Easing Iran sanctions would be tragic, warns Netanyahu in Rome
"We have to make sure that Iran cannot produce nuclear weapons, and we can achieve that peacefully," prime minister says ahead of meeting with Kerry • Israel's U.N. envoy urges Security Council: Keep up pressure until Iran agrees to play by the rules.
Gideon Allon and News Agencies
Prime Minister Benjamin Netanyahu meets his Italian counterpart, Enrico Letta, in Rome on Tuesday
Photo credit: AP
Prime Minister Benjamin Netanyahu, who left Israel on Tuesday for a two-day visit to Italy, met with Italian Prime Minister Enrico Letta to discuss current sanctions on Iran and the ongoing peace talks between Israel and the Palestinians.
A week after the conclusion of a two-day negotiations session between Iran and the West over Tehran's controversial nuclear program, which sparked reports that the West was considering easing economic sanctions, Netanyahu told his Italian counterpart that if Iran succeeded in evading sanctions, "it will be tragic, because we have now the way to make sure that they don't have atomic weapons capability."
Netanyahu was welcomed at the Italian government seat in Rome's historic center with an official ceremony ahead of a closed-door meeting.
The talks come ahead of a meeting between Netanyahu and U.S. Secretary of State Kerry in the Italian capital on Wednesday.
Addressing reporters upon his arrival on Tuesday, Netanyahu said Iran's nuclear program would be a key topic during his visit.
"We are interested, all of us, in seeing peace and stability in this region. This is one of the reasons, one of the two main reasons, that I came here to speak to Secretary Kerry tomorrow," Netanyahu said.
"Obviously to discuss the Palestinian-Israeli peace talks, but equally also to touch on something that could affect these peace talks in a way that would be overwhelming, overwhelmingly good or overwhelmingly bad.
"If Iran succeeds in its quest to achieve nuclear weapons, that will be very, very bad. If you track what Iran has been doing since 2006, it had about 170 centrifuges. By the end of this year it will have about 20,000 centrifuges, so it's gone more than a 100 percent increase, more than a hundred-time increase of centrifuges that are used for one purpose only, and that is to advance their nuclear weapons program," he said.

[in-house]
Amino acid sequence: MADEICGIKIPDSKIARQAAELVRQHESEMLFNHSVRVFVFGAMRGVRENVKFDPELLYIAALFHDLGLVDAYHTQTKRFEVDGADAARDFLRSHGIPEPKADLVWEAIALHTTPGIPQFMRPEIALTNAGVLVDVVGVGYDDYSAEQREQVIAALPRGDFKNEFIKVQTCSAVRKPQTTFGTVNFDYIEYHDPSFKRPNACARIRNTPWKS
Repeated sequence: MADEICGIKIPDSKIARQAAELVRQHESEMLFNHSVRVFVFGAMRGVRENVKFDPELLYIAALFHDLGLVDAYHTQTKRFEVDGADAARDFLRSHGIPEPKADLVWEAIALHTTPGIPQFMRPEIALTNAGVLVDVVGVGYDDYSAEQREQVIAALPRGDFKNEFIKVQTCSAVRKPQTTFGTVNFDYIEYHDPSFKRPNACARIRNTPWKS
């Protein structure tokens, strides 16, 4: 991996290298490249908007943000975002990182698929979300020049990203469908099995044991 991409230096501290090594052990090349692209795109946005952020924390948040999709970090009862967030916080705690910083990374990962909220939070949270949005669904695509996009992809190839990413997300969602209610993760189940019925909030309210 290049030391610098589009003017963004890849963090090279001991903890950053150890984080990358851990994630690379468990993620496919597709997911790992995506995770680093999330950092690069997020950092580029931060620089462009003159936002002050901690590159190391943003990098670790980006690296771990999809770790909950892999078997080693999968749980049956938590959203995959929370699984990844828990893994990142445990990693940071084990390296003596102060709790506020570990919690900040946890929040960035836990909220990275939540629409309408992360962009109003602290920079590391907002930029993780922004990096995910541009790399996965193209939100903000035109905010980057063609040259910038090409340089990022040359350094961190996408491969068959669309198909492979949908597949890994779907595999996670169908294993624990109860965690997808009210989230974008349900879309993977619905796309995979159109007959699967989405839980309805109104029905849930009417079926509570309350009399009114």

Netanyahu said he believed timing was critical and maintaining a firm stance was essential.
"They can go right from low enrichment, from 3.5%, to 90% in weeks," Netanyahu said.
"They shouldn't be allowed to do that. I stress that because our quest for peace, our desire to see a change in the Middle East, the desire that we and you, Israel and Italy, share, we and many of the Arabs share, could be overwhelmed if Iran succeeds at this point, when it's so close to economic collapse, when it's so close to the point where the sanctions are working.
"We have to make sure that they cannot produce nuclear weapons and we can achieve that peacefully. This is something that I will continue to talk about with you and I surely will talk about it with John Kerry tomorrow, at great length."
Kerry, on a European tour to discuss the situation in Syria, arrived in Rome on Tuesday evening. He was scheduled to meet Letta on Wednesday morning ahead of his talks with Netanyahu.
Meanwhile, in his trimonthly speech before the Security Council, Israeli Ambassador to the U.N. Ron Prosor asked the council members not to force Israel to face Iran alone.
"Let us not repeat the mistakes of the past and leave a minority to stand alone against a common enemy," he said.
Prosor demanded continued sanctions, saying, "The Iranian economy is crumbling under the weight of crippling sanctions. And this pressure is getting results. And yet some states have suggested easing the sanctions.
"This suggestion reminds me of a boxer who is clinging to the ropes in the final round. Give him a moment to rest and he will turn around and attack you with more vigor. We must keep up the pressure until Iran agrees to play by the rules."
Iran nuke overture: More a promise than an offer
Iran nuclear talks ended last week with enthusiastic pronouncements of progress from negotiators. Tehran's willingness to engage is a big step, but diplomats familiar with the meeting also say significant gaps remain between what the Iranians offered and what the six negotiating powers seek to reduce fears that Iran wants to build nuclear weapons.